house venue managers and programmers working in the South East will be well aware of the challenges involved with presenting work in the long shadow cast by London. With so much attention – and so many artists – drawn to the capital, surrounding areas can struggle to thrive in their own right.
It was this difficulty that provided the impetus for Pot Luck, a series of performance nights around Kent that has just wound up its second season of events. Run by Accidental Collective, a performance company consisting of Daisy Orton and Pablo Pakula, the nights labelled themselves as “theatre tapas”, offering audiences a small taste of different performance work being made in the county. Sticking with the food metaphor, these tasters were each categorised according to how finished they were: rare, medium, or well done.
Pot Luck was initially born from a simple desire to connect with other artists in the Kent area. “East Kent did not have an established performance scene as such, so we were very keen to shape what was developing along values of camaraderie, generosity, and peer to peer support,” Daisy and Pablo explain. At first, Accidental Collective just met up with fellow artists at the pub, before realising that they needed a more formal space to share and discuss their work. “It was kind of exciting, but it was hard to imagine what it might ‘do’; it felt quite shapeless.”
Noting that scratch nights, while established in London and other big cities, did not really exist in Kent at the time, Daisy and Pablo say that what they were doing felt “urgent and necessary”. Inviting performances via an open call, their hope was to develop a scene for experimental work in Kent and establish a moving hub for artists trying to build an audience in the area. Right from the start, instead of having a home Pot Luck was nomadic, moving from venue to venue. The event began as a “very small idea”, but the response of both artists and audiences confirmed that it was something that people in the area needed and wanted.
One of Pot Luck’s early supporters was house’s own Richard Kingdom, in his previous role with the Arts Council. He suggested that Accidental Collective apply for a grant to produce the initiative, which allowed it to offer money and support to artists. Using its increased resources, Pot Luck was able to respond to the appetite of its audience for something more substantial on the programme – a “meatier dish” – and develop a commissioning strand alongside the original open call. Pot Luck’s commissioned artists were: Daniel Somerville, Marcia Farquhar, Little Bulb Theatre, Genetic Moo, Shunt’s Nigel and Louise, and FanShen.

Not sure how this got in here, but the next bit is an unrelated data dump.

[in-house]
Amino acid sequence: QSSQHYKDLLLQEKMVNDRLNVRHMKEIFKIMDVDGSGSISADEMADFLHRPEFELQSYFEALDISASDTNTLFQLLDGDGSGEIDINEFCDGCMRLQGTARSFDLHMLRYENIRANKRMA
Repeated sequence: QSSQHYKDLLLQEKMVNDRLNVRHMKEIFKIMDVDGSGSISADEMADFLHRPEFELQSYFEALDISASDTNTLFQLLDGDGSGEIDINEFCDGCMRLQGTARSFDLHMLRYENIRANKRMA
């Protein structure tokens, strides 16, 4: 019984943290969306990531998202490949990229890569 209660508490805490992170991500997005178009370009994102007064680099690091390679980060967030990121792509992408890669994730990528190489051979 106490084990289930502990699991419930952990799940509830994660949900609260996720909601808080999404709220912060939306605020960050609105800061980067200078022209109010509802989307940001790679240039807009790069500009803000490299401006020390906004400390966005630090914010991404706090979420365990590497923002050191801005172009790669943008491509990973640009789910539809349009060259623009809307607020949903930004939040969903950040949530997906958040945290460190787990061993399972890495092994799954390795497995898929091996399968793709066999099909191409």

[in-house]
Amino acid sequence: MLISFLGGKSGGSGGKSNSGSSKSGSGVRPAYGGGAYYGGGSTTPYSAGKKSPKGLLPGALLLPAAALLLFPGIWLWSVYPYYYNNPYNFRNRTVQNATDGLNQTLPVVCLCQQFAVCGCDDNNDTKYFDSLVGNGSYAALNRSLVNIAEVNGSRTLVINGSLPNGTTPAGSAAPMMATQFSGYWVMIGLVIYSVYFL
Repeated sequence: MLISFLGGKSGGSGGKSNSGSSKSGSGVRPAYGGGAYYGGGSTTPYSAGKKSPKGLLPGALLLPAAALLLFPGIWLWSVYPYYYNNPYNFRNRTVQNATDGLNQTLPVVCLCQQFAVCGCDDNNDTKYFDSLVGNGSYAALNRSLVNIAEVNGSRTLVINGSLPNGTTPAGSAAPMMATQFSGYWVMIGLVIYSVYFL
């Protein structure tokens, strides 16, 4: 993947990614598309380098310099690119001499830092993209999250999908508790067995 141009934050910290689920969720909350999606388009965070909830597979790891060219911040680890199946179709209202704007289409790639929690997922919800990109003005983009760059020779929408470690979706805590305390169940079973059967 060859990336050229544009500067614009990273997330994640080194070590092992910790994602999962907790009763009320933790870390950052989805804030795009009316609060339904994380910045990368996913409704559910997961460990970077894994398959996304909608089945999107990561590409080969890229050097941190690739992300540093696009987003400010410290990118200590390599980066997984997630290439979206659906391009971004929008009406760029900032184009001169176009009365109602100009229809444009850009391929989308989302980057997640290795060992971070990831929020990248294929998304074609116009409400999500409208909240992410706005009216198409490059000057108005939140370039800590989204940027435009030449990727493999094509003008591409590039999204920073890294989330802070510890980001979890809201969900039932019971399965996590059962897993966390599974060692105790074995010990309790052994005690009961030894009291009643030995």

Along the way, Accidental Collective have made discoveries that have eased the process. One important development was the introduction of proper paperwork for Pot Luck’s agreements with artists, outlining the terms and asking artists to provide full information about their work, including technical details and a short blurb. Another was learning to relax. “It has taken time and experience to realise that all you can do is work your socks off, and then you have to relax and let things happen,” say Daisy and Pablo. “In the end it all turns out OK.”
Pot Luck has been particularly successful in attracting audiences, which Accidental Collective put down to the combination of core Pot Luck audiences and the audiences that both venues and artists bring with them. They have also found that audiences really enjoy the “tapas” model, which “is a really attractive offer to an audience member who might be reticent in committing to a full length show”. On the night I attend, the event is buzzing, and the line-up offers everything from very early scratches to polished fragments of finished works.
The best way of bringing in new audiences continues to be word of mouth – both literal and virtual (via social media). “We have always favoured a personal touch, and so we have made sure that Pot Luck continues to be accessible and welcoming to newcomers,” Daisy and Pablo add. “Contemporary performance is still niche in the region and we have always been on the fringe of things – part of the offer of Pot Luck is to challenge.”
In the time since Pot Luck started, the performance landscape in Kent has shifted, partly as a result of these events. “Kent is so vibrant at the moment,” Daisy and Pablo tell me. “We have some great venues being run by exciting, committed people and a load of fab small festivals.” As a result, Accidental Collective feel that it is now time to move onto something new. “We don’t want carry on with the same format and see it fade and lose artists and audiences,” they explain. “We really want to make sure that what we are offering is useful, timely, necessary and wanted.” What this might be, however, they are still working out.
“We would love to be able to focus more meaningfully on artist development, but without necessarily losing the audiences we have built and who are loyal and care. Thinking caps on!”